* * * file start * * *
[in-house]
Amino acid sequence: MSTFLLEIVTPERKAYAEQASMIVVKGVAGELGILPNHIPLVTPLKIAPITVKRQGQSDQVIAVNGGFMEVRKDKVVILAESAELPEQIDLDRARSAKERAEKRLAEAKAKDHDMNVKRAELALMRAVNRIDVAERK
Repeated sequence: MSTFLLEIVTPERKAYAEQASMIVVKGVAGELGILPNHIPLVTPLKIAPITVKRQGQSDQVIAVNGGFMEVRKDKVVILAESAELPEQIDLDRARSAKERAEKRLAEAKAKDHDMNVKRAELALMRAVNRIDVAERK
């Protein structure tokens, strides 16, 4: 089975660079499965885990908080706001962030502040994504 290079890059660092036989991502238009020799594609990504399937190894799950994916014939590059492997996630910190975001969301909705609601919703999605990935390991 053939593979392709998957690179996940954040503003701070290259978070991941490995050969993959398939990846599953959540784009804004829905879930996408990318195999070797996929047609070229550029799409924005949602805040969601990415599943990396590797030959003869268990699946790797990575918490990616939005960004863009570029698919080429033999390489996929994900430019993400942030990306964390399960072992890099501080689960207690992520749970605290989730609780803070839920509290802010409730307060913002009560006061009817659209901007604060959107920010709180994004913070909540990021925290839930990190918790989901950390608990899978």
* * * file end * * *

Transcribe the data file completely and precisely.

[in-house]
Amino acid sequence: MSTFLLEIVTPERKAYAEQASMIVVKGVAGELGILPNHIPLVTPLKIAPITVKRQGQSDQVIAVNGGFMEVRKDKVVILAESAELPEQIDLDRARSAKERAEKRLAEAKAKDHDMNVKRAELALMRAVNRIDVAERK
Repeated sequence: MSTFLLEIVTPERKAYAEQASMIVVKGVAGELGILPNHIPLVTPLKIAPITVKRQGQSDQVIAVNGGFMEVRKDKVVILAESAELPEQIDLDRARSAKERAEKRLAEAKAKDHDMNVKRAELALMRAVNRIDVAERK
């Protein structure tokens, strides 16, 4: 089975660079499965885990908080706001962030502040994504 290079890059660092036989991502238009020799594609990504399937190894799950994916014939590059492997996630910190975001969301909705609601919703999605990935390991 053939593979392709998957690179996940954040503003701070290259978070991941490995050969993959398939990846599953959540784009804004829905879930996408990318195999070797996929047609070229550029799409924005949602805040969601990415599943990396590797030959003869268990699946790797990575918490990616939005960004863009570029698919080429033999390489996929994900430019993400942030990306964390399960072992890099501080689960207690992520749970605290989730609780803070839920509290802010409730307060913002009560006061009817659209901007604060959107920010709180994004913070909540990021925290839930990190918790989901950390608990899978």